Investigational Cannabidiol Medication Shown to Reduce Seizures

May 14, 2016

GW Pharmaceuticals, a London-based biopharmaceutical company focused on the development and commercialization of therapeutics derived from its cannabinoid product platform, announced on March 14, 2016 that it had successfully completed a Phase III study of its investigational medicine Epidiolex (cannabidiol or CBD) for the treatment of Dravet syndrome. Epidiolex is derived from cannabidiol, a component present in marijuana.

GW Pharmaceuticals, a London-based biopharmaceutical company focused on the development and commercialization of therapeutics derived from its cannabinoid product platform, announced on March 14, 2016 that it had successfully completed a Phase III study of its investigational medicine Epidiolex (cannabidiol or CBD) for the treatment of Dravet syndrome. Epidiolex is derived from cannabidiol, a component present in marijuana. According to a report in the New York Times, if approved, the drug will become the first prescription drug in the US extracted from the plant.

Dravet syndrome is a rare form of epilepsy that affects patients from infancy. According to the Dravet Syndrome Foundation, individuals suffering from Dravet syndrome often experience frequent seizures, poor seizure control, and developmental delays. Treatment options for the syndrome are extremely limited, and there are currently no approved drugs for the disease in the United States.

The results of GW’s Phase III clinical trial with Epidiolex showed that the drug achieved a median reduction in monthly convulsive seizures of 39% over the 14-month treatment period compared with placebo, which demonstrated a 13% decrease. The study was completed with 120 patients, who were given Epidiolex or a placebo, in addition to regular anti-epileptic treatment regimens. The 120 patients participating in the study averaged 10 years of age, with 30% of patients under the age of six.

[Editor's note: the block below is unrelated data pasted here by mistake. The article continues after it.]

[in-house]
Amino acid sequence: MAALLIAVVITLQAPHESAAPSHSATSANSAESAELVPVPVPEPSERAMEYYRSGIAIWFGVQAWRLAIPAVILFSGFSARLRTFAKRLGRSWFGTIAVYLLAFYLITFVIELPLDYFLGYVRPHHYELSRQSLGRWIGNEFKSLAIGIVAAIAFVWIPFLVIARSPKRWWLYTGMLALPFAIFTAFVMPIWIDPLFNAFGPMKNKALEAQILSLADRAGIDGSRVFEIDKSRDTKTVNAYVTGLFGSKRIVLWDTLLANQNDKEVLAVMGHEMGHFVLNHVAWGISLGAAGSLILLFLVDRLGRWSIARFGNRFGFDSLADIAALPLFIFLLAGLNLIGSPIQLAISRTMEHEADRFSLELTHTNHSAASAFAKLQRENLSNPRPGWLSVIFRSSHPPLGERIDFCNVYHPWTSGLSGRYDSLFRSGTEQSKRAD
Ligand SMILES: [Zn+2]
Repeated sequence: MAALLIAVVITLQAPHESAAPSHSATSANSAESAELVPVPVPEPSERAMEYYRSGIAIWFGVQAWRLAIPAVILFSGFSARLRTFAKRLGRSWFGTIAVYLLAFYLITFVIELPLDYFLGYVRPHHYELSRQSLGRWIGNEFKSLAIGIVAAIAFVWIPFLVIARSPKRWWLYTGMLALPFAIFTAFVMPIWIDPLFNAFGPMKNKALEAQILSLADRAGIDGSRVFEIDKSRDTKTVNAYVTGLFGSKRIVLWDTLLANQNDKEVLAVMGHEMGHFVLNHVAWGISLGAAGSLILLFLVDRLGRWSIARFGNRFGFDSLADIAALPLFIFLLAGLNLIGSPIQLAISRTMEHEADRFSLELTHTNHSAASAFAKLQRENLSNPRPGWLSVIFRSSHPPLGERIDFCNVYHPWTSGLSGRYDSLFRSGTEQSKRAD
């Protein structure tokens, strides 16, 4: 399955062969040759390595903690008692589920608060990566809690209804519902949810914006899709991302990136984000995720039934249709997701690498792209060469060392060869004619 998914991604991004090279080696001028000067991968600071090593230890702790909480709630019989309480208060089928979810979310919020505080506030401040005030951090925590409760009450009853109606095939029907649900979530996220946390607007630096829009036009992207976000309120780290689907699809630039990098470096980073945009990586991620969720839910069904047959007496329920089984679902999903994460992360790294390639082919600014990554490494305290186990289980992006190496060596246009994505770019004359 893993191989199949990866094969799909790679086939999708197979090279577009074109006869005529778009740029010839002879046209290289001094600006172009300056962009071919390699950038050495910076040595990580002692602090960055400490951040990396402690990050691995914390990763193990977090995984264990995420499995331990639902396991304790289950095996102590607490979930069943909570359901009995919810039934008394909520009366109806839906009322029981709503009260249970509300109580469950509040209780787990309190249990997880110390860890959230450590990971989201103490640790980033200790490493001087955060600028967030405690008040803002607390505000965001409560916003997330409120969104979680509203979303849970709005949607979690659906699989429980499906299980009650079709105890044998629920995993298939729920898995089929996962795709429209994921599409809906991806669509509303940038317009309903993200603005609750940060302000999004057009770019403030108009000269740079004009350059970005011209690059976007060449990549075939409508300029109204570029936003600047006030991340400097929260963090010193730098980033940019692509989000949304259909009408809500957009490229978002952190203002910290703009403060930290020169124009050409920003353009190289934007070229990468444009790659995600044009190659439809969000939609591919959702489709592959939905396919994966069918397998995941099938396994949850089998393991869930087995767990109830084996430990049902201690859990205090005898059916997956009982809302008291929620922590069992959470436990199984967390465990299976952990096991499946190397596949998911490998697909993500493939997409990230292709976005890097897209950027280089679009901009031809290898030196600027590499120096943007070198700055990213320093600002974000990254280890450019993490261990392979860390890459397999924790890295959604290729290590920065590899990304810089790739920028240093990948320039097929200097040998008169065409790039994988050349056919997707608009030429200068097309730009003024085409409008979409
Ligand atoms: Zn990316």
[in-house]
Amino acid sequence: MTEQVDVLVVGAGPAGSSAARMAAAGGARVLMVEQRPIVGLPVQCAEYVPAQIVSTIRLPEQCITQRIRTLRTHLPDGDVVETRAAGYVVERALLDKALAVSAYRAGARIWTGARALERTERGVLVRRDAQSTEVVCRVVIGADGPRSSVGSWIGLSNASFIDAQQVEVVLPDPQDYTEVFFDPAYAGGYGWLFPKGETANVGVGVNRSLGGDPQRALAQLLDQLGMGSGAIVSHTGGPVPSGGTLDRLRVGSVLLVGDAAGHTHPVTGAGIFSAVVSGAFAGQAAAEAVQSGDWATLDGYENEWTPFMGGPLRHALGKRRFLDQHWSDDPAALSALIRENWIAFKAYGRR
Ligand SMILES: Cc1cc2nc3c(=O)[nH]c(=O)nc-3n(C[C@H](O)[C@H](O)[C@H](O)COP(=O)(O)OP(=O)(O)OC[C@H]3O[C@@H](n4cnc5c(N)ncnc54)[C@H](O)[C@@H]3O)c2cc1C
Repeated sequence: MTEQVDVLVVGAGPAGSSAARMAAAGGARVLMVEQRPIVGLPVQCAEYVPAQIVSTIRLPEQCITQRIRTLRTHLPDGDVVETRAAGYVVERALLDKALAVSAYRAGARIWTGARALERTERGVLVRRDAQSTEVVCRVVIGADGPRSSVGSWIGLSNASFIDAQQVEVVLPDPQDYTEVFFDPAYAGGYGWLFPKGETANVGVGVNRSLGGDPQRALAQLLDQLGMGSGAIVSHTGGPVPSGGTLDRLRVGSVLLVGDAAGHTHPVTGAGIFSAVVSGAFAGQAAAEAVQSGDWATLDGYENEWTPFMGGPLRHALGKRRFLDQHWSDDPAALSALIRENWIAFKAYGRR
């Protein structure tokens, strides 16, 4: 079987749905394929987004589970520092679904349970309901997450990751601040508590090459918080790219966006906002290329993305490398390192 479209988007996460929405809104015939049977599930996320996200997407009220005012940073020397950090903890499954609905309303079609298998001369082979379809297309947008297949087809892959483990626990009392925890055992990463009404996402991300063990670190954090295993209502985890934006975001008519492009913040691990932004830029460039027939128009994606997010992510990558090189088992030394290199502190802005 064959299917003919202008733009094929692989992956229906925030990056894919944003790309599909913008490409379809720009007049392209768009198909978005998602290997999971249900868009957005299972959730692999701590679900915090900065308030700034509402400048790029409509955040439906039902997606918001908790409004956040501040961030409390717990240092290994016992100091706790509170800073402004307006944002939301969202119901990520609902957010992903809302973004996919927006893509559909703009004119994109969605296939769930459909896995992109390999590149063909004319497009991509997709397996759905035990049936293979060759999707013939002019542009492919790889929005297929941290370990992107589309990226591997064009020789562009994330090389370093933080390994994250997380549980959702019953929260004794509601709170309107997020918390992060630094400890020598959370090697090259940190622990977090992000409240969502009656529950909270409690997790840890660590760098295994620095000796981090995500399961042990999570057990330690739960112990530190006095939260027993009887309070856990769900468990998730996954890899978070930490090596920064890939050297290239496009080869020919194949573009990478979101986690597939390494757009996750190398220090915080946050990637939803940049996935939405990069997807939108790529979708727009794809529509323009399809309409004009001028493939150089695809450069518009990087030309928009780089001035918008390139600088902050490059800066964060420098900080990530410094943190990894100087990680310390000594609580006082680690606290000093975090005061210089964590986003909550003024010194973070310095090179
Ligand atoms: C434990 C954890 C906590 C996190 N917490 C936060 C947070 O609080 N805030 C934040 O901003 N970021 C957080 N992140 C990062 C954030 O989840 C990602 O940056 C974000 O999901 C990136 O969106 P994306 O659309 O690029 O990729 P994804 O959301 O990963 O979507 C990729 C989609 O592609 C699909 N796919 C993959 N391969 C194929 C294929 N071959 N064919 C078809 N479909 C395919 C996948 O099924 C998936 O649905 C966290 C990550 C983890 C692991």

While there have been reports prior to this study of marijuana-based products reducing frequency of seizures, the New York Times says experts have been “cautious about anecdotal reports, saying that such treatments needed to be compared with a placebo to make sure they work.” Orrin Devinsky, MD, of New York University Langone Medical Center Comprehensive Epilepsy Center, said in a statement that this trial represents the first placebo-controlled evidence to support CBD’s “safety and efficacy” in children.

Epidiolex has also received Fast Track designation and Orphan Drug designation from FDA for the treatment of Dravet syndrome. The agency referenced the drug in a June 2015 statement as an example of an investigational drug derived from marijuana being studied for clinical efficacy. In the statement, FDA says, “If there is any future for marijuana as medicine, it lies in its isolated components, the cannabinoids and their synthetic derivatives.” These components, the agency says, will produce more reliable results than crude plant mixtures. More than 300 American children are currently taking Epidiolex under FDA’s expanded access program, according to the New York Times.

Recently, the use of CBD has been a popular topic of discussion in the pharmaceutical industry. In March 2016, US regulators approved the import of pharmaceutical grade cannabidiol by Catalent Pharma Solutions and Kannalife Sciences for feasibility studies. In February 2016, FDA issued eight warning letters to CBD sellers who, the agency said, were marketing dietary supplements as new medications, although they had not been tested by FDA.

Source: GW Pharmaceuticals

Disclosures:

This article was originally published by BioPharm International in March 2016. The original story can be found here: www.biopharminternational.com/investigational-cannabidiol-medication-shown-reduce-seizures-0